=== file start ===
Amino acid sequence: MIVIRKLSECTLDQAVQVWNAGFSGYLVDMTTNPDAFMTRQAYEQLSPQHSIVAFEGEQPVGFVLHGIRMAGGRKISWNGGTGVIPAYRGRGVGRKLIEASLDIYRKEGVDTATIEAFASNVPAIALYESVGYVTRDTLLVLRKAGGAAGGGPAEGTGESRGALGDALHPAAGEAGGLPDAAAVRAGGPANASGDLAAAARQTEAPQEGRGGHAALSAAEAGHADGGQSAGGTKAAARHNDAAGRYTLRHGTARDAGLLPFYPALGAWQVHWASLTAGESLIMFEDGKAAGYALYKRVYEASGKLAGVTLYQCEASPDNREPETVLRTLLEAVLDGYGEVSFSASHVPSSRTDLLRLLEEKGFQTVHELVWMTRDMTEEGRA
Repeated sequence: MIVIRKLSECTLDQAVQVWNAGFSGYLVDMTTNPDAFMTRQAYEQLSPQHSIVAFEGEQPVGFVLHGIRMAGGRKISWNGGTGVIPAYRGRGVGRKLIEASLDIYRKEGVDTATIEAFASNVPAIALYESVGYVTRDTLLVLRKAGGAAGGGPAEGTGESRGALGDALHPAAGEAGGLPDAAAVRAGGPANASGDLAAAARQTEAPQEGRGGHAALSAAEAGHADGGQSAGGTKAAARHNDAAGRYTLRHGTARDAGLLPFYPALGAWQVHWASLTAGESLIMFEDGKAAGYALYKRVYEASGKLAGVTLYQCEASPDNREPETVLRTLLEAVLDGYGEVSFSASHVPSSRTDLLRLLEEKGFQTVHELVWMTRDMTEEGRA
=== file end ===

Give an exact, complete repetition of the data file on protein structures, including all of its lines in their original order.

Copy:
Amino acid sequence: MIVIRKLSECTLDQAVQVWNAGFSGYLVDMTTNPDAFMTRQAYEQLSPQHSIVAFEGEQPVGFVLHGIRMAGGRKISWNGGTGVIPAYRGRGVGRKLIEASLDIYRKEGVDTATIEAFASNVPAIALYESVGYVTRDTLLVLRKAGGAAGGGPAEGTGESRGALGDALHPAAGEAGGLPDAAAVRAGGPANASGDLAAAARQTEAPQEGRGGHAALSAAEAGHADGGQSAGGTKAAARHNDAAGRYTLRHGTARDAGLLPFYPALGAWQVHWASLTAGESLIMFEDGKAAGYALYKRVYEASGKLAGVTLYQCEASPDNREPETVLRTLLEAVLDGYGEVSFSASHVPSSRTDLLRLLEEKGFQTVHELVWMTRDMTEEGRA
Repeated sequence: MIVIRKLSECTLDQAVQVWNAGFSGYLVDMTTNPDAFMTRQAYEQLSPQHSIVAFEGEQPVGFVLHGIRMAGGRKISWNGGTGVIPAYRGRGVGRKLIEASLDIYRKEGVDTATIEAFASNVPAIALYESVGYVTRDTLLVLRKAGGAAGGGPAEGTGESRGALGDALHPAAGEAGGLPDAAAVRAGGPANASGDLAAAARQTEAPQEGRGGHAALSAAEAGHADGGQSAGGTKAAARHNDAAGRYTLRHGTARDAGLLPFYPALGAWQVHWASLTAGESLIMFEDGKAAGYALYKRVYEASGKLAGVTLYQCEASPDNREPETVLRTLLEAVLDGYGEVSFSASHVPSSRTDLLRLLEEKGFQTVHELVWMTRDMTEEGRA